the most telling part is the lack of brand loyalty, even in beer. Price point shopping will continue to dominate for a LONG time and more “senior” drinkers will be emptying their cellars before adding more “premium” price point wines.

  4. Tom Wark - April 27, 2020


    I’d guess my neighbors are older than average. And I can report they are doing their part to empty something….If not their cellars, then their wine bottles.

  5. Pat Hellberg - April 27, 2020

    My neighbor has a nickname for it. She calls it “the bin of shame”. We always wait until after sundown to put ours out on the street.

  6. Tris Gates - April 27, 2020

    Our bins are a nice global mix, from my years living overseas and all my travels. I just put in an order at my local store for some West Coast wines. BTW, I no longer need that wine fridge I asked your advice on since my collection is dwindling…

  7. Jim Bernau - April 27, 2020

    Thank you for this fun story Tom. We offer 10 cents per wine bottle returned to the Willamette Valley Vineyards Estate Tasting Room from any producer and have since 1990. Since curb side recycling has been implemented by municipalities, we have seen a bit of a drop in empty wine bottles, we still get a fair number where wine enthusiasts spend their bottle bounty in the Tasting Room. Thank goodness Jan and I only have 110 feet to return our bottles!

  8. Al Scheid - April 27, 2020

    Tom, I read somewhere that people, esp. women, have taken up baking since they like to keep busy and there are so many TV cooking shows. So, half of our stay-at-home population is getting fatter, while the other half are becoming alcoholics. Sounds reasonable to me! – Al Scheid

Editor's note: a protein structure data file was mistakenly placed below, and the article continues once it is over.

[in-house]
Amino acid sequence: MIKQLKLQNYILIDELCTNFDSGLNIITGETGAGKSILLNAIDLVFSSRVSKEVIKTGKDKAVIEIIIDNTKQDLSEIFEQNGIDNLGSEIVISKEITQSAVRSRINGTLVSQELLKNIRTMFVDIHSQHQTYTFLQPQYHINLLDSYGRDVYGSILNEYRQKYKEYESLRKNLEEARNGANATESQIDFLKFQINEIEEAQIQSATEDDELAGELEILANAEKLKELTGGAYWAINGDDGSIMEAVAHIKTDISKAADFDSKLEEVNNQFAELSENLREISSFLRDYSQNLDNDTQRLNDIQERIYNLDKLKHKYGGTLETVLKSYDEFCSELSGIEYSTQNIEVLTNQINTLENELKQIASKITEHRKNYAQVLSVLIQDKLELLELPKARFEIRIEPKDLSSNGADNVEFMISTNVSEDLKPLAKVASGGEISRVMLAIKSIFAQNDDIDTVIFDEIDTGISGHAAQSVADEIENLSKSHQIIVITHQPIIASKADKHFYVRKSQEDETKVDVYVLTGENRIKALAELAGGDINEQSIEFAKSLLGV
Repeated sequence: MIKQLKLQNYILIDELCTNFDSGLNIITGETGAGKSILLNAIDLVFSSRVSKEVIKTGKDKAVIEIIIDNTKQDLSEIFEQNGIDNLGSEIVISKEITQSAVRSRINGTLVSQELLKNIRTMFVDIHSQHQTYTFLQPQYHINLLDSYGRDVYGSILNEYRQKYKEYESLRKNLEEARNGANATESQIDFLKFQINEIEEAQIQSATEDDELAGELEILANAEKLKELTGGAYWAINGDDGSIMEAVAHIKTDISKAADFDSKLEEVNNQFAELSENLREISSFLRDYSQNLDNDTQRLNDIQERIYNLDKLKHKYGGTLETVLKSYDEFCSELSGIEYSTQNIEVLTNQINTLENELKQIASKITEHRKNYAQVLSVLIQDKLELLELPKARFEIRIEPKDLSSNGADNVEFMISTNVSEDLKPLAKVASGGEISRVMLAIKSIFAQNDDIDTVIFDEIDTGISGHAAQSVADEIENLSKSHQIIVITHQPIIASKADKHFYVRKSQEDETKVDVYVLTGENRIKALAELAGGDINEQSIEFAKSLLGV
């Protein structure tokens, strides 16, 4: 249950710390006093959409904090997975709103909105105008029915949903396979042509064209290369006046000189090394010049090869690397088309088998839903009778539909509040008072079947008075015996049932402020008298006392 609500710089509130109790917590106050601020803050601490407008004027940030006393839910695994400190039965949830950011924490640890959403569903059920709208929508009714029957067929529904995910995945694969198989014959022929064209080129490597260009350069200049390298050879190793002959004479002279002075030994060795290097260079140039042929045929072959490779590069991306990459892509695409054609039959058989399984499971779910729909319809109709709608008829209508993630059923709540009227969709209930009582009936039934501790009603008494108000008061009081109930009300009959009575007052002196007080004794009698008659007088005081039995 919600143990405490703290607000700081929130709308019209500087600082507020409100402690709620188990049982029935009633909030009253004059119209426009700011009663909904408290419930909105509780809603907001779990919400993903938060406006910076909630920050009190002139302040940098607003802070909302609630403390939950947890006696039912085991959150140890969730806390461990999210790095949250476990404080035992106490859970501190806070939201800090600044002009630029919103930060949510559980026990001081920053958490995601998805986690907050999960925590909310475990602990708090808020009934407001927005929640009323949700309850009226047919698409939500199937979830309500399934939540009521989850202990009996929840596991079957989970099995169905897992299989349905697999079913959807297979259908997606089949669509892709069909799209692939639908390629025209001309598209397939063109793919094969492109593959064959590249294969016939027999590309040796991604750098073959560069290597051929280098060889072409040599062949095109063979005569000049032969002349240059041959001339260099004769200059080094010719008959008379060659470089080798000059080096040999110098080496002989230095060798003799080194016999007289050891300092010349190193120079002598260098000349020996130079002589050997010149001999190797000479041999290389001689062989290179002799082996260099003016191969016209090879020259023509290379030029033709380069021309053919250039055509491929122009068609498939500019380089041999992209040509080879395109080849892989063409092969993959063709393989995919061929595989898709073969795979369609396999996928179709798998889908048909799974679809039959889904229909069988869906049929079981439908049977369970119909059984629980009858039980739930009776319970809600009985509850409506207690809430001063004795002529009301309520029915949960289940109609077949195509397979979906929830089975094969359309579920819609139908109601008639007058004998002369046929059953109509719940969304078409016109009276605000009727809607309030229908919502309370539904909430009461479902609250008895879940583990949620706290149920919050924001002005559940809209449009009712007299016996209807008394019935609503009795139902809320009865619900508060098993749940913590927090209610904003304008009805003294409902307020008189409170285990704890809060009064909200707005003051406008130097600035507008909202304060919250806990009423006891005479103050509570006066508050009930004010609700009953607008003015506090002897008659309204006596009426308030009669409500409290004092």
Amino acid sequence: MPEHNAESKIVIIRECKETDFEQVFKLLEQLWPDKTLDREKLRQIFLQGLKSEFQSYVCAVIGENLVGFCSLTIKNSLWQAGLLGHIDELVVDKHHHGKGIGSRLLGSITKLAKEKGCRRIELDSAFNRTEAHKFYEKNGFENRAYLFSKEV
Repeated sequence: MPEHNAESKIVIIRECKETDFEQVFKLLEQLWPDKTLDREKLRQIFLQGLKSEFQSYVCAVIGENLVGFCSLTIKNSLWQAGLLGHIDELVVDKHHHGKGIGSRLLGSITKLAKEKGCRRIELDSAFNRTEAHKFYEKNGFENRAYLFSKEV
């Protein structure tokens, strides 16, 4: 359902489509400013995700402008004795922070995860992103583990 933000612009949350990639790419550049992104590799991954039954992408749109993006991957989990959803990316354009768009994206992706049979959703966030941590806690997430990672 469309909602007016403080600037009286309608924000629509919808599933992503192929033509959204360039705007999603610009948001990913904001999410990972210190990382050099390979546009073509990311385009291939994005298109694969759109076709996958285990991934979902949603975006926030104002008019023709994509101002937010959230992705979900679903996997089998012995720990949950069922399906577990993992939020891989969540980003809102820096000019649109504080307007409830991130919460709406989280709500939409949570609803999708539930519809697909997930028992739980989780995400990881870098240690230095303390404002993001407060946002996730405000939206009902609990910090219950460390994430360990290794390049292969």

9. Moise Andreea - April 27, 2020

    It is literally best to stop drinking alcohol anywhere. I read it daily and I am also so grateful that I found https://bit.ly/2VGfiOo, it helped my friends to stop drinking, I hope it helps others!

  10. Tom Wark - April 27, 2020


    Is it lliterally best? Or just best to stop drinking alcohol?

  11. Alan Goldfarb - April 28, 2020

    So, this is what it’s come to.

  12. Tom Wark - April 28, 2020

    Oh, come on, Alan. You know you want to take a peek.

  13. Eric Awes - April 28, 2020

    Our blue bin would show cases of Grocery Outlet
    “Best Buy” wines 😁👏

  14. Tom Wark - April 28, 2020


    Which is much, much better than nothing, right?

  15. Helene - April 29, 2020

    Fascinating! If I had more time perhaps I would do a similar survey of our weenie bit of London. I’m sure all of you would have fun looking at our (personal) weekly recycling bin (or not). Apart from our daily consumption of diet coke and fizzy water, last week’s bottles of wine probably included Ridge Lytton Springs, Yering Station Elm Valley Chardonnay, Paolo Scavino Barbera, a Von Buhl Riesling and a Sankt Laurent from Thermenregion in Austria, if I recall correctly. Another week would be a completely different mix of countries regions and colours, usually around 4-5 bottles per week. And the mix depends on what I prepare for dinner. If it’s salads, then a Rose from Provence or the New World or our personal favourite Bruno Clair’s Marsannay Rose. Champagne gets a look in if it’s fish or seafood, of course, and Bordeaux, if dinner is lamb is an option, of course, and it is rare that we do not have something from the Rhone every week. In lock-down we are drinking from our cellar, but at the normal rate of consumption, not more, not less.